Welcome to Community Meditation

Community Meditation is non-profit network of meditation groups. We bring mindfulness and wellness into people’s lives through courses, meditation sittings and group discussions, both in-person and online. By sharing the benefits of meditation and mindfulness, we support the evolution of a wise, caring, and healthy world.

Our network has existed for over a decade and although our roots are Buddhist, we draw on many wisdom traditions as well as contemporary wellness, psychology, and neuroscience. Community Meditation is completely volunteer-based and guided by a council of experienced teachers.

Community Meditation is a Canada Revenue Agency Registered Charity No. 73107 5719 RR0001.

We're delighted to offer a new series of short courses you can enjoy at home over Zoom.

Exploring Aspects of Our Inner Selves
Begins Sunday, June 9th, 2 PM ET

Meditation: Improving Our Experience and Understanding
Begins Sunday, June 30th, 2 PM ET


What We're Up To

All online sessions include a 20-minute silent meditation. New to meditation? Instruction is available.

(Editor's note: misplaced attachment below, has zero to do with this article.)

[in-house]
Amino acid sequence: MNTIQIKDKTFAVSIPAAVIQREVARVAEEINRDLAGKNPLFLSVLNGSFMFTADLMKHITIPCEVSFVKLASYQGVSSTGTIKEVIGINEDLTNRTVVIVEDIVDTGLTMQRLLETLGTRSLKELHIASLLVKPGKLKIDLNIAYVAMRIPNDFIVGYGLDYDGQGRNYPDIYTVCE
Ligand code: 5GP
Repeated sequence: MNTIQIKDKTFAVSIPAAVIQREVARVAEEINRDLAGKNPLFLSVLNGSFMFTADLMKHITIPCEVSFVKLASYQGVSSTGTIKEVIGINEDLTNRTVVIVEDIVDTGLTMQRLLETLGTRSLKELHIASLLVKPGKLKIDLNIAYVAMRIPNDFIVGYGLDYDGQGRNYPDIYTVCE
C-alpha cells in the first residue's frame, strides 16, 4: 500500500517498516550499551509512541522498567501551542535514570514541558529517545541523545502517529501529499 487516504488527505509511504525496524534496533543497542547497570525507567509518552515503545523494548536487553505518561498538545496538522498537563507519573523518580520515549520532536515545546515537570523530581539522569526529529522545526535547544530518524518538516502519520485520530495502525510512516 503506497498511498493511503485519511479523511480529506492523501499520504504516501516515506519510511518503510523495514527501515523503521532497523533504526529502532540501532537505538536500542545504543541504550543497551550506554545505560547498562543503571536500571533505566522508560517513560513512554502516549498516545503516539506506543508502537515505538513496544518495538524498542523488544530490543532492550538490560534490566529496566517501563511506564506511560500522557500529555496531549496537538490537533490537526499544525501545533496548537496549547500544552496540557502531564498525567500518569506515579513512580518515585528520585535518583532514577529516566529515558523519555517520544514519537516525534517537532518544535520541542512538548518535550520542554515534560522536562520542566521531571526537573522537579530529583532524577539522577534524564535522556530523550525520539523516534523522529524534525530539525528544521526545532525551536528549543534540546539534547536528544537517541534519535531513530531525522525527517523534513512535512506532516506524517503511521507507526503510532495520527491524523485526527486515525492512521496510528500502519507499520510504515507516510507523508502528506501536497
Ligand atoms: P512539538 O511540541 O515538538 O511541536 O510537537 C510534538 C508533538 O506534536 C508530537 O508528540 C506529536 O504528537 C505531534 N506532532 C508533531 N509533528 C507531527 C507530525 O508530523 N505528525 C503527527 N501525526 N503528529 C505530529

Monday, May 27 – What Meditation Is

Click here to join on Zoom @ 7 PM ET

Please join Brenda, Gordon, Jim, and Sharon for 20 minutes of silent meditation, after which we'll continue reading Bhante Gunaratana's Mindfulness in Plain English. This week we begin Chapter 3, "What Meditation Is", and explore some of the core features of vipassana meditation. All are welcome, no need to have the book.

When you relax your driving desire for comfort, real fulfillment arises. When you drop your hectic pursuit of gratification, the real beauty of life comes out. When you seek to know reality without illusion, complete with all its pain and danger, real freedom and security will be yours.
— Bhante Gunaratana

Tuesday, May 28 – The Wise Heart

Click here to join on Zoom @ 7 PM ET

Join Gloria and Debbie after meditation to continue reading and discussing Jack Kornfield's book, The Wise Heart. Everyone is welcome and there's no need to be familiar with the book.

Our uniqueness remains, but without self-centered grasping and fear. We discover that our identity is more tentative, fluid like a river, each moment born anew.